You may think it’s impossible to know whether a company is perfect with you until after you’ve snagged the job. But with a bit of research—and asking some important questions—you can actually determine whether a company is the right fit for you before you accept an offer. How? Use this handy guide, and you’ll soon know whether you should work there.
You may not have to step into a company’s office to find out whether it’s the perfect place for you—Glassdoor’s resources can help you figure that out from the comfort of your own computer. Glassdoor offers more than 33 million reviews and insights for approximately 700,000 companies, written by current and former employees in-the-know. Here, you can find out the positives and negatives of a company to which you would like to apply, as well as glean some valuable information about the benefits it offers. Our salary reports will help you determine whether you can afford to work at the company you’re considering, and arm you with the information you’ll need for a successful salary negotiation. And our interview reviews will not only help you prepare, but also show what company managers care about.
But beyond those helpful tools, Glassdoor also offers “Ratings & Trends” for companies—showing ratings for Culture & Values, Work-Life Balance, Senior Management, Comp & Benefits, and Career Opportunities, all useful in finding the perfect company for you.
To find out whether a company is perfect for you, you will have to conduct research. You’ll want to find out a bevy of information—think:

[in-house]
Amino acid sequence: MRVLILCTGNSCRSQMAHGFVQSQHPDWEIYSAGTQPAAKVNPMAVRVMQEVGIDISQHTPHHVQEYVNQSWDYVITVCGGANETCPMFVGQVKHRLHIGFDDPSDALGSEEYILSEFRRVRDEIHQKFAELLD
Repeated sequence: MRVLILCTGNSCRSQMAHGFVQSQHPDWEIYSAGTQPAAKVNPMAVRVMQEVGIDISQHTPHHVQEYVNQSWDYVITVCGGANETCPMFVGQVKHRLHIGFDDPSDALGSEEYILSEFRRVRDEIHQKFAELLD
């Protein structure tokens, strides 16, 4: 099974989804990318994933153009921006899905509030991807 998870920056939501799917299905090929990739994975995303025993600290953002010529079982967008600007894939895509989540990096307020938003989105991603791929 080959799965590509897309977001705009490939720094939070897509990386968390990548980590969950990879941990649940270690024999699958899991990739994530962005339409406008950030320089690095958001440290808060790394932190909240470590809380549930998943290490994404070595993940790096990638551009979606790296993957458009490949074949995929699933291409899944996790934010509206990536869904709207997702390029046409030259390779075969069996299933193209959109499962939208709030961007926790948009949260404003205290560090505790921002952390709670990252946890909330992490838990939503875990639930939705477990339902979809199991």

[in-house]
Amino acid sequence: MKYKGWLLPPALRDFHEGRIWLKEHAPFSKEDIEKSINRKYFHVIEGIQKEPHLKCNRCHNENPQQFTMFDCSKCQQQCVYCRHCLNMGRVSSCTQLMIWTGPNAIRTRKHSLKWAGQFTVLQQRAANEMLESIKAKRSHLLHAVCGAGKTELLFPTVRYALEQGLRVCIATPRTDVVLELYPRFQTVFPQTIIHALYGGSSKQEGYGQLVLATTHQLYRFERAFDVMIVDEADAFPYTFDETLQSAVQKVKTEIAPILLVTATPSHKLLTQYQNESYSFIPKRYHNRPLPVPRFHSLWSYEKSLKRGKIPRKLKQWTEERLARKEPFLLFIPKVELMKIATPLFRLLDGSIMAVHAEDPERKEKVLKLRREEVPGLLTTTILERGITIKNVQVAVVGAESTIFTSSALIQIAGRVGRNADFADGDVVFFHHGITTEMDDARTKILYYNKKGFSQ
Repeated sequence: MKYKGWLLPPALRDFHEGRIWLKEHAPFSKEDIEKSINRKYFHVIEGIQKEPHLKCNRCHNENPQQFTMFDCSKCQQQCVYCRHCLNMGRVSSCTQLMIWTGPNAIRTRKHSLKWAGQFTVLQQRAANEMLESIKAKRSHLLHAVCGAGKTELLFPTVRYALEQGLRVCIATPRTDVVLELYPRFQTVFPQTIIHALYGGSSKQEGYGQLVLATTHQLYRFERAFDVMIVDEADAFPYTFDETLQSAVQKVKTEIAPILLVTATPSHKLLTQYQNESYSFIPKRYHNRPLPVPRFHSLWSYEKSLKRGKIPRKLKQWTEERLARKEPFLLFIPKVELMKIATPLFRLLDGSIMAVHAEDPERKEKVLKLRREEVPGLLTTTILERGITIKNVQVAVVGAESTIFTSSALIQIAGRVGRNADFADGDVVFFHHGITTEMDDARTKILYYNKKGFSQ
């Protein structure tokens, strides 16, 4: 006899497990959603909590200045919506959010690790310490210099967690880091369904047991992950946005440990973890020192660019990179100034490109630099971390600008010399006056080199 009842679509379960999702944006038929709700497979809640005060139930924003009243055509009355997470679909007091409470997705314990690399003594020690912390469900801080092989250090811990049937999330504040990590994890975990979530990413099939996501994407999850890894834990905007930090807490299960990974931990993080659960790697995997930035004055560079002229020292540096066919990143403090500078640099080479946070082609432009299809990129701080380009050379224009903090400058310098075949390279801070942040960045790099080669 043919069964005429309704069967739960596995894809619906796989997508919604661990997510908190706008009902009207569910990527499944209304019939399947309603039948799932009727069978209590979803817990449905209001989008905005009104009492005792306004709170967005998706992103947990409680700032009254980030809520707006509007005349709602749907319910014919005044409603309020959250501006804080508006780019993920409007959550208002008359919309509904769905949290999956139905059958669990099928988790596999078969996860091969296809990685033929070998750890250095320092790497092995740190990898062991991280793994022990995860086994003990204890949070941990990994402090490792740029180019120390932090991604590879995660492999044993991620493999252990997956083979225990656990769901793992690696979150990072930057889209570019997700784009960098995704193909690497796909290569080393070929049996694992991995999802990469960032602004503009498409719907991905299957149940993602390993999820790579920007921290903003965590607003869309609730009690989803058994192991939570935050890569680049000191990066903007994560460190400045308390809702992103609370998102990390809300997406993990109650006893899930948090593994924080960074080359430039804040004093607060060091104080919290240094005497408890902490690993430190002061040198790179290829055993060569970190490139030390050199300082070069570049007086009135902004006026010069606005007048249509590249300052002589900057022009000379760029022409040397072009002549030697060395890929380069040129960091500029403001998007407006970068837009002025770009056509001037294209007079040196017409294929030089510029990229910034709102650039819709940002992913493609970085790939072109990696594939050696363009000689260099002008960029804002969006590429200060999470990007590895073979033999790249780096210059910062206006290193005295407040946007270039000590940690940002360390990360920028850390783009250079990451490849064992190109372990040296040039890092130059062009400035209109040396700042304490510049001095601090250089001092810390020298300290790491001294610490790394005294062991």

And these are just a few of the insights you should learn! You’ll also want to research the company’s culture, which is the company’s personality, and how it values and treats its employees. Here are five ways to evaluate a company’s culture.
Nearly three in four (71 percent) job seekers and employees today report that they consider two or more job offers before accepting a job offer. Company Compare by Glassdoor provides job seekers with an easier, faster way to compare any two potential employers.
Close all of those tabs, and simply compare companies across the most important workplace attributes, including:
Additionally, you can now more easily compare open jobs, salaries, “pros” and “cons”, and featured reviews for companies side-by-side. And of course, Company Compare is available in all 20 countries where Glassdoor has localized sites and apps and is available in seven languages.
An interview isn’t just about trying to impress a hiring manager; it’s also a chance to find out whether the company is the right fit for you. After you’ve answered the interviewer’s questions, it’s time to ask your own—questions that will help you determine whether this is a company you really want to work for. Here are 12 you should always ask a manager—each question is meant to reveal how content employees are, what the company culture is really like, whether managers will help foster employees’ career development, and more.
Don’t underestimate the importance of a good boss. While you may not work directly for the company’s CEO, he or she has a huge effect on company culture and how employees are valued—or not. (In other words, a bad CEO can mean a bad company—one that will most certainly not be perfect for you.)